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Sunday, August 05, 2018

Argaam – Abraaj case highlights need for stronger corporate governance: analysis

by Century Financial in Century in News

Argaam – Abraaj case highlights need for...

The highly publicized case of Dubai-based Abraaj Group, which is undergoing court-driven restructuring following its alleged mishandling of investor funds, is likely to make investors demand more robust corporate governance in the region, analysts told Argaam.

“The need for enhanced disclosures, better governance measures, and robust risk frameworks has been echoed for long in the GCC region. The Abraaj case is expected to bring change to the nascent industry, with better governance and disclosure,” said M R Raghu, CEO of Marmore MENA Intelligence.

He added the incident could make investors in the region more cautious, forcing private equity firms to face greater scrutiny going forward.

Vijay Valecha, chief market analyst at Century Financial Brokers, agreed that the near-term could be challenging for the private equity industry, especially in the UAE.

“Risk sensitive investors trying to capture equity-like returns are advised to look at listed firms in stock exchanges for investment as stronger regulation means lesser scope for chicanery,” he said.

The back story

The troubles of Abraaj, one of the biggest names in private equity in the Middle East, began late last year as a dispute arose with some investors over its use of money in a $1 billion healthcare fund.

Investors including the Bill & Melinda Gates Foundation and the International Finance Corp accused the Dubai-based firm of mishandling their money in the fund.

While Abraaj denied any wrongdoing, the firm soon faced a solvency crisis as the scandal made international headlines. After ceasing fund-raising activities and reshuffling its management, Abraaj in June filed for provisional liquidation in the Cayman Islands.

“In many ways, the Abraaj case is symptomatic of the global private equity industry,” said Valecha. “An investigation into the firm has indicated lack of transparency and weak corporate governance, coupled with spending well above the annual income along with overleverage as the prime culprits for its failure.”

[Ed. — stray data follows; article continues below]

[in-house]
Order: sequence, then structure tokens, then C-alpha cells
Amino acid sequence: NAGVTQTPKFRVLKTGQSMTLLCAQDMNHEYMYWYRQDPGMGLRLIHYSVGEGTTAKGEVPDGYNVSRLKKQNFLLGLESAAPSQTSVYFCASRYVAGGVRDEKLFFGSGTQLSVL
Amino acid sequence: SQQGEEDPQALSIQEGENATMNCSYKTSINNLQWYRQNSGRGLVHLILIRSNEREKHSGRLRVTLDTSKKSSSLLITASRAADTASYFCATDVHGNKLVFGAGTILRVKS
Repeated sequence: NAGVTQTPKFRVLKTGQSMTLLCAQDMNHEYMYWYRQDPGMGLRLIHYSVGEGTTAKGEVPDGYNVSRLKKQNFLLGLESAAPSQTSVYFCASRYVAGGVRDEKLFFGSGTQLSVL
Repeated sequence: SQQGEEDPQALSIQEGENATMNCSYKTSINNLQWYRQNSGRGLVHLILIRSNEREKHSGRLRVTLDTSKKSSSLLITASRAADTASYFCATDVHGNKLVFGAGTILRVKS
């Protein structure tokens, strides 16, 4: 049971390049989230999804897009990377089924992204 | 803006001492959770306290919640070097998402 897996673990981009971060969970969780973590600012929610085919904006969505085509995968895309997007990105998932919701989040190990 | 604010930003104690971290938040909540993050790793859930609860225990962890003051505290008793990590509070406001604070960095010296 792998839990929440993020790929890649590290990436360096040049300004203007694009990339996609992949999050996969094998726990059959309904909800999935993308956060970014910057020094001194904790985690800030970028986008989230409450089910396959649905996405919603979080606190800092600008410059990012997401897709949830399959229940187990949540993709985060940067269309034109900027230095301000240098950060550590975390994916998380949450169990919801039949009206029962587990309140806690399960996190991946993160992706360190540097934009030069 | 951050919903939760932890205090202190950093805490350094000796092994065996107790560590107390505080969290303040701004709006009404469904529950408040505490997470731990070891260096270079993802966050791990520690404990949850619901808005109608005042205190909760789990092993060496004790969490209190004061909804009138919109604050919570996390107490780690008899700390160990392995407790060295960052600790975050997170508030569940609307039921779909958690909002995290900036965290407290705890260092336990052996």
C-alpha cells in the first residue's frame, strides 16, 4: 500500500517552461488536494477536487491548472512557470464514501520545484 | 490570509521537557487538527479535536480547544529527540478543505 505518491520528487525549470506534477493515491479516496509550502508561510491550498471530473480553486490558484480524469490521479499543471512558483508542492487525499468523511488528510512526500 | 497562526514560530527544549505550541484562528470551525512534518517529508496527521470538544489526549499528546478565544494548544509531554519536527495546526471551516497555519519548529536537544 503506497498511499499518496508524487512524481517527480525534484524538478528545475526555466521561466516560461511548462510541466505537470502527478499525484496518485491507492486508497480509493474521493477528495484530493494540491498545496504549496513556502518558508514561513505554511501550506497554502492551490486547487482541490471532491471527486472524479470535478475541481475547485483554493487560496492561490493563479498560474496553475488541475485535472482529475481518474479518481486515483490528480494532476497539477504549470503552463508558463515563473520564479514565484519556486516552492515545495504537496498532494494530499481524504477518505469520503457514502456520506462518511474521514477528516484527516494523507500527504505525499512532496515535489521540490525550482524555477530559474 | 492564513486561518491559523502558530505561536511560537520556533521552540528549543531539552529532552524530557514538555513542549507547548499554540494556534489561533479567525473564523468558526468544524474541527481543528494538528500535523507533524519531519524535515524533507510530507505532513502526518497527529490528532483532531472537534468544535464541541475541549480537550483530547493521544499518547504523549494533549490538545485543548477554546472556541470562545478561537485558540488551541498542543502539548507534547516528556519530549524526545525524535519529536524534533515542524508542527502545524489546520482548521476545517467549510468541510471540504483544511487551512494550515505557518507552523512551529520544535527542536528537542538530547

With PricewaterhouseCoopers and Deloitte serving as Abraaj’s provisional liquidators, the holding company and its funds platform have been trying to sell assets to repay debts of about $1.1 billion and cover staff severance packages, according to media reports.

Meanwhile, efforts to sell off the firm’s fund management business have stalled after buyout firms Colony Capital and Cerberus Capital Management LLP – both seen as front-runners to scoop up the unit – pulled out after they failed to agree terms.

Currently, Abraaj is mulling offers from US hedge fund York Capital and investment firm Abu Dhabi Financial Group to buy out its fund management business, the Wall Street Journal reported this week.

Crisis of confidence

Since the allegations surrounding Abraaj surfaced in February this year, private equity deals and fundraising in the region have come to a halt, Raghu said.

“Faced with a crisis of confidence among investors, other industry players in the region who intended to raise capital are already feeling the heat,” he noted.

A key example is Abu Dhabi-based Waha Capital, which abandoned plans to raise a $300 million private equity fund, Reuters reported in June.

“Additionally, most of the regional funds that raised capital earlier are yet to fully deploy the same. Presence of high dry powder (funds sought from investors but yet to be invested) could further complicate the deal space, as investors will now be closely watching and paying more attention on how their funds are being handled,” Raghu said.

Meanwhile, Sabah Al-Binali, an Emirati investor and commentator, said the Abraaj case would not necessarily make it harder to raise funds, but will instead “spur investors to more thorough due diligence.”

“Effective corporate governance will also become more in demand,” he told Argaam, adding that existing regulations around the issue are sufficient but there may be more stringent enforcement going forward.

As the news around Abraaj came to light and regulators began investigating the matter, several banks and companies listed in Dubai and Abu Dhabi have disclosed direct and indirect exposure to the company over the past few weeks. Budget carrier Air Arabia said it had an overall exposure of $336 million to the private equity firm.

“There had been two kind of exposure to Abraaj, one to its funds and the other involved direct lending. The former exposure has collateral backing, hence the risk is lower compared to direct exposure in Abraaj,” said Chiradeep Ghosh, analyst at SICO Bahrain.

Following the incident, SICO expects institutional investors to continue to pay a premium for companies with better corporate governance.

“We also expect banks and other financial institutions to have a lot more prudent and conservative lending policies to similar non-conventional clients,” he added.

Source: Argaam.

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